the Fargo, North Dakota nursery, the susceptible cultivar Thatcher
had 30 % rust severity. In mid-July, durum lines at the Carrington
research center in central North Dakota had 30 % leaf rust severities.
In the third week in July, spring wheat fields had trace-40
% leaf severities in plots in southeastern North Dakota and westcentral
and southern Minnesota. In early August, leaf rust was present
at high severity in the Red River Valley of Minnesota and North
Dakota. In many wheat fields the leaves dried prematurely due
to the heavy leaf rust infections combined with high temperatures.
Many wheat fields were sprayed with fungicide to reduce leaf rust
severities. In the Red River Valley the commonly grown wheat cultivars
had 40 % severity levels of leaf rust. High levels of leaf rust
were in fields in central and southeastern North Dakota. In the
northern tier of counties of North Dakota leaf rust was at reduced
levels due to very dry conditions. The wheat in this area was
in poor condition due to drought stress.
Most of the spring wheat cultivars currently grown are moderately
susceptible to leaf rust. Significant economic losses due to leaf
rust occurred in northwestern Minnesota and eastern North Dakota
Southeast. In mid-December 2001, light infections of
leaf rust development were uniform on lower leaves in a northeastern
Arkansas wheat field. In mid-January, light leaf rust infections
were observed on entries in a nursery in southwestern Arkansas.
In mid-February, light infections of leaf rust were found throughout
Arkansas in plots and fields. In the third week in February, infections
that overwintered were observed in northwestern Arkansas and in
plots of wheat in southwestern Arkansas. Because of the cold weather
in mid-March, there were no signs of leaf rust in northwestern
Arkansas wheat plots. In the last week in April, northeastern
Arkansas wheat plots had 10 % leaf rust severities and fields
had trace levels of infection. In late January, leaf rust was
reported in northeastern Louisiana plots. In mid-February, susceptible
cultivars in southern Louisiana had 20 % leaf rust severities.
During the second week in February, light amounts of leaf rust
were found on the cultivar Coker 9835 in a southcentral Georgia
nursery. In late February, rust levels were severe in the vicinity
of the initial focus indicating this was a likely overwintering
In mid-April, from northeastern Louisiana through Alabama and
Georgia to North Carolina, trace to light amounts of leaf rust
were observed in wheat plots. Leaf rust was widely present in
at least trace amounts throughout the winter wheat area of the
southern plains and the southeastern states.
In early May, from central Louisiana to central Alabama, susceptible
cultivars had 60 % leaf rust severities and resistant cultivars
had trace levels of infection in nursery plots. In some locations,
like eastcentral Alabama, where conditions were drier, susceptible
cultivars had leaf rust severities of 10-20 %. In 2002, leaf rust
was scattered and more severe than 2001 throughout the southeastern
winter wheat area of the U.S.
East. In mid-December, leaf rust was easily found on
the cultivar Saluda at Kinston, North Carolina. In mid-May, moderately
severe leaf rust was reported in eastern Virginia plots. In late
May, light leaf rust was reported in Blacksburg (western Virginia)
plots. In early June, susceptible cultivars in a nursery in western
Virginia and east central Maryland had 50-75 % leaf rust severities.
Traces of leaf rust were found in central New York fields in mid-June.
In mid-June, light leaf rust was observed in southwestern Ontario.
In 2002, leaf rust was observed throughout the eastern SRWW area.
Ohio Valley. In the second week in June, plots of SRWW
had trace-40 % leaf rust severities and traces in fields from
northeastern Missouri to northwestern Ohio (Figure 1) at the early to late berry maturity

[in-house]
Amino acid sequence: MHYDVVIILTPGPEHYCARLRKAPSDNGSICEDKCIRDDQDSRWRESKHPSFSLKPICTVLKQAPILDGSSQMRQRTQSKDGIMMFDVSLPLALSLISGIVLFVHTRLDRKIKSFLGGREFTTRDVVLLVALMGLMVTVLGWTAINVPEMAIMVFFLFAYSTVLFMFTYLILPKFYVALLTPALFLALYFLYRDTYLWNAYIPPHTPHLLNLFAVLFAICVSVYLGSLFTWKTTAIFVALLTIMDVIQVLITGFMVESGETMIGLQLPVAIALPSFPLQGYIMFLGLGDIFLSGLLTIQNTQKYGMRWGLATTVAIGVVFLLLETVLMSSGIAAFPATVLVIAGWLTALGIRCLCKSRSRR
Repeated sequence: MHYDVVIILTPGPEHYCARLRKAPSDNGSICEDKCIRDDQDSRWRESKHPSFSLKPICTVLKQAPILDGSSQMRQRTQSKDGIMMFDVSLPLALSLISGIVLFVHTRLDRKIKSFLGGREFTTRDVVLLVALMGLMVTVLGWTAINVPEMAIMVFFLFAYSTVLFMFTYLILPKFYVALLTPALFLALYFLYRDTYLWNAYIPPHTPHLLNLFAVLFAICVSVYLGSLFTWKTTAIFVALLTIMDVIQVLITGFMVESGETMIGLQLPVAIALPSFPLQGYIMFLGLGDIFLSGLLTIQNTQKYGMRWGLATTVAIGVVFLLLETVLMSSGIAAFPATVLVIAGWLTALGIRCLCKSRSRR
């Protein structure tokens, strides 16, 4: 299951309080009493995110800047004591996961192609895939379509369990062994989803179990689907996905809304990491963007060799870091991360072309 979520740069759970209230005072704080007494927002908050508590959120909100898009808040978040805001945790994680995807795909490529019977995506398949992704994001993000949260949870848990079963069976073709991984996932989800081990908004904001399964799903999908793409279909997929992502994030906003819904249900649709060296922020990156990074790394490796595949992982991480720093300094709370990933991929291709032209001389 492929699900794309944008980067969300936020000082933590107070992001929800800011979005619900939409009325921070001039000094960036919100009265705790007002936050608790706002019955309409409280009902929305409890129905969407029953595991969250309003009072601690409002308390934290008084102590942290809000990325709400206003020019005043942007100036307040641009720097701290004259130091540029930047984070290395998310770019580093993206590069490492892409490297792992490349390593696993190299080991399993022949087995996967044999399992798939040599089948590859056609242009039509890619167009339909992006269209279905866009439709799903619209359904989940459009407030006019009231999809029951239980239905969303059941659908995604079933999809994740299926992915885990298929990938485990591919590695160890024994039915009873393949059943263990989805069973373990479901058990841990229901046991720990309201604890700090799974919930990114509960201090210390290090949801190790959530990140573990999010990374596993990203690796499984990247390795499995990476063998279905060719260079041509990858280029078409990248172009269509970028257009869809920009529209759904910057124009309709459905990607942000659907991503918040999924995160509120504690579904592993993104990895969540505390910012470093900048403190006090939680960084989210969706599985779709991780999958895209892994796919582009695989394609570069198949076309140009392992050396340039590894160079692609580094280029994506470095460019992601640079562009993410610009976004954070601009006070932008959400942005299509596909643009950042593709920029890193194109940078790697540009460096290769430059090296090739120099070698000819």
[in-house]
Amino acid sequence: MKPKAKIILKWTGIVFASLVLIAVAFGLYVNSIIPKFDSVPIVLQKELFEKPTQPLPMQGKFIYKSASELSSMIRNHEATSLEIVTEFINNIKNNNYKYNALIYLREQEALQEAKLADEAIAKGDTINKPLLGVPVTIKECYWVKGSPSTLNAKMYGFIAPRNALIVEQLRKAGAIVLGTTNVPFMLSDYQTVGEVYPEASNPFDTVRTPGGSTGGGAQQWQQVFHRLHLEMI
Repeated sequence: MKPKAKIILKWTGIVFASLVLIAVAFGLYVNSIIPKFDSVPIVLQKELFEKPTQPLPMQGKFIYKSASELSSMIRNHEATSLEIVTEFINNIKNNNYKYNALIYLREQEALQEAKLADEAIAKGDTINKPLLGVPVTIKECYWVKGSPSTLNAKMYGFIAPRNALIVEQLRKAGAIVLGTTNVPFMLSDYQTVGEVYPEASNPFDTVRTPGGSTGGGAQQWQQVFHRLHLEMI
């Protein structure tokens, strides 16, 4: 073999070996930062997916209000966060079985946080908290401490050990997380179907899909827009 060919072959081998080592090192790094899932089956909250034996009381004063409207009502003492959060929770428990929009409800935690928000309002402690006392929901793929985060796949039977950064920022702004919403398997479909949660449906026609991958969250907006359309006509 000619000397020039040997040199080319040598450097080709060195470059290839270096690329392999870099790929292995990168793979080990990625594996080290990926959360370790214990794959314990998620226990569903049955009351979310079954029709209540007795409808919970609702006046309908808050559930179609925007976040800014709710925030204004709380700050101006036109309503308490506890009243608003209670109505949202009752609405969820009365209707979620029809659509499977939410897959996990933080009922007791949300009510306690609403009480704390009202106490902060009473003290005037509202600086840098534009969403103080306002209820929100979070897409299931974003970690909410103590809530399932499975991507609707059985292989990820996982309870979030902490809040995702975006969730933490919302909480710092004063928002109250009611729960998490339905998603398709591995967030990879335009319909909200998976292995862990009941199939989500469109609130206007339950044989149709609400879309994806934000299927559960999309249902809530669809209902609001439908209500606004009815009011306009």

stage. One field of susceptible wheat in northwestern Ohio had
60 % severities.
California. In early May, wheat fields in the Sacramento
Valley of California had 75 % leaf rust severities. Rust development
was reduced in California this year because of the dry conditions
in March and April.
In mid-May, leaf rust of wheat had spread throughout the Central
Valley of California. In the southern San Joaquin Valley, lines
and cultivars in nurseries had 40 % severities. Leaf rust was
also found on a few durum wheat cultivars and lines and moderate
severity was reported on one triticale cultivar. During the third
week in May, leaf rust was severe on flag leaves in most commercial
wheat fields throughout the Sacramento Valley, obscuring the stripe
rust that occurred earlier in the season on some of the same cultivars
in the region.
Washington. In mid-July, wheat leaf rust was increasing
on spring wheats in eastern Washington fields and susceptible
wheats in nurseries had 10-20 % severities. In late July, traces
of leaf rust were found in commercial fields. Yield losses due
to leaf rust were minimal in the PNW this year.
Wheat leaf rust virulence. The 2002 leaf rust race identifications
from the most common races identified are presented in Table 2
and Table 3. A total
of 52 races were found in the U.S. in 2002. From the central and
southern Plains the most common races were M-B- (virulent to Lr1,
Lr3, Lr10, Lr17, +) (Table 3). Many of the MBDS and MCDS races
were identified from collections made from Jagger, which is widely
grown in the southern and central Plains states. There has been
an increase in T- races with virulence to Lr9 and Lr10
in the southern SRWW area. There also has been an increase in
the number of T- races (TNRS, TNRJ, TNGS and TNGJ) with virulence
to Lr9, Lr10, and Lr24 in Texas. Many of
the T-races with virulence to Lr9 and Lr24 were
identified from collections made from the cultivars Lockett (Lr9
resistance) and Thunderbolt (Lr41 resistance). Race MBBJ
was the predominant race found in California as it has been for
the past 10 years.
Table 2. Wheat leaf rust code and corresponding
virulence formula for collections made in 2002.
Yield loss estimates due to leaf rust are in Table 4 (winter wheats) and Table 5 (spring and durum wheats).
Wheat stripe rust. Great Plains. In mid-January 2002,
hot spots (70-80 % severities) of stripe rust infection were found
in central Texas wheat plots. This indicated that stripe rust
may have overwintered in this region. In early February, stripe
rust was light in plots in southern Texas. In early March, stripe
rust was slowed by cold temperatures in southern Texas plots,
but was at 50-70 % severity on lower leaves. The cold temperatures
in early March damaged leaves and destroyed much of the rust infected
leaf tissue. In the third week in March, rain improved conditions